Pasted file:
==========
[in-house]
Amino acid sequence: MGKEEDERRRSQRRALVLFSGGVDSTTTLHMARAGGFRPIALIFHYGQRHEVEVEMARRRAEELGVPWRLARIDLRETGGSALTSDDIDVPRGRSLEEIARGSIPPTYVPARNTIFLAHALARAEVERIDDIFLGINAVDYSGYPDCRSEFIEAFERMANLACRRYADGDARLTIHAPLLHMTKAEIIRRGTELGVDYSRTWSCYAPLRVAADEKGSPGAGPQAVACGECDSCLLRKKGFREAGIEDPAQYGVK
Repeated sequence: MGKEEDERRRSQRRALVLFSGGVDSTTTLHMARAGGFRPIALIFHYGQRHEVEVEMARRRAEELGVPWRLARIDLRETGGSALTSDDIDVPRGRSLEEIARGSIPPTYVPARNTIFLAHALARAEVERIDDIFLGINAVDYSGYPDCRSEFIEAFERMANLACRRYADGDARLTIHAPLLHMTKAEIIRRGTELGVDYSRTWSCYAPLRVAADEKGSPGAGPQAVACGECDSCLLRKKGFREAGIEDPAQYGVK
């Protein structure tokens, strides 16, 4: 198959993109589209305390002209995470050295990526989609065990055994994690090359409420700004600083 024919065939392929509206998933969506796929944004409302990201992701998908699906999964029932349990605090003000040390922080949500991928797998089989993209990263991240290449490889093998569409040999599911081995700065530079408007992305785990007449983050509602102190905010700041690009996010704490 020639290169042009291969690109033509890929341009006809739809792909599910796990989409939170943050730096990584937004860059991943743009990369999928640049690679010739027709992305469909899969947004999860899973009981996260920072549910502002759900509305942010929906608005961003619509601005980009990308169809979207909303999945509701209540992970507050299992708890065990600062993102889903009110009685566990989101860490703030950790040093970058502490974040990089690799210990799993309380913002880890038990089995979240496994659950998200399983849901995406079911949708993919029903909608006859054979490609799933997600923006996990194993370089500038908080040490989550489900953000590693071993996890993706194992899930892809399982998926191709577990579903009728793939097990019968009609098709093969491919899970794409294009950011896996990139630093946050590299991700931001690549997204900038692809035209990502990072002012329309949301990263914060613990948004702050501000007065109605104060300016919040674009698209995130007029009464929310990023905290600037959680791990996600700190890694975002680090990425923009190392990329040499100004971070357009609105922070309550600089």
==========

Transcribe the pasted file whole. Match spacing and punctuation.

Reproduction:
[in-house]
Amino acid sequence: MGKEEDERRRSQRRALVLFSGGVDSTTTLHMARAGGFRPIALIFHYGQRHEVEVEMARRRAEELGVPWRLARIDLRETGGSALTSDDIDVPRGRSLEEIARGSIPPTYVPARNTIFLAHALARAEVERIDDIFLGINAVDYSGYPDCRSEFIEAFERMANLACRRYADGDARLTIHAPLLHMTKAEIIRRGTELGVDYSRTWSCYAPLRVAADEKGSPGAGPQAVACGECDSCLLRKKGFREAGIEDPAQYGVK
Repeated sequence: MGKEEDERRRSQRRALVLFSGGVDSTTTLHMARAGGFRPIALIFHYGQRHEVEVEMARRRAEELGVPWRLARIDLRETGGSALTSDDIDVPRGRSLEEIARGSIPPTYVPARNTIFLAHALARAEVERIDDIFLGINAVDYSGYPDCRSEFIEAFERMANLACRRYADGDARLTIHAPLLHMTKAEIIRRGTELGVDYSRTWSCYAPLRVAADEKGSPGAGPQAVACGECDSCLLRKKGFREAGIEDPAQYGVK
């Protein structure tokens, strides 16, 4: 198959993109589209305390002209995470050295990526989609065990055994994690090359409420700004600083 024919065939392929509206998933969506796929944004409302990201992701998908699906999964029932349990605090003000040390922080949500991928797998089989993209990263991240290449490889093998569409040999599911081995700065530079408007992305785990007449983050509602102190905010700041690009996010704490 020639290169042009291969690109033509890929341009006809739809792909599910796990989409939170943050730096990584937004860059991943743009990369999928640049690679010739027709992305469909899969947004999860899973009981996260920072549910502002759900509305942010929906608005961003619509601005980009990308169809979207909303999945509701209540992970507050299992708890065990600062993102889903009110009685566990989101860490703030950790040093970058502490974040990089690799210990799993309380913002880890038990089995979240496994659950998200399983849901995406079911949708993919029903909608006859054979490609799933997600923006996990194993370089500038908080040490989550489900953000590693071993996890993706194992899930892809399982998926191709577990579903009728793939097990019968009609098709093969491919899970794409294009950011896996990139630093946050590299991700931001690549997204900038692809035209990502990072002012329309949301990263914060613990948004702050501000007065109605104060300016919040674009698209995130007029009464929310990023905290600037959680791990996600700190890694975002680090990425923009190392990329040499100004971070357009609105922070309550600089």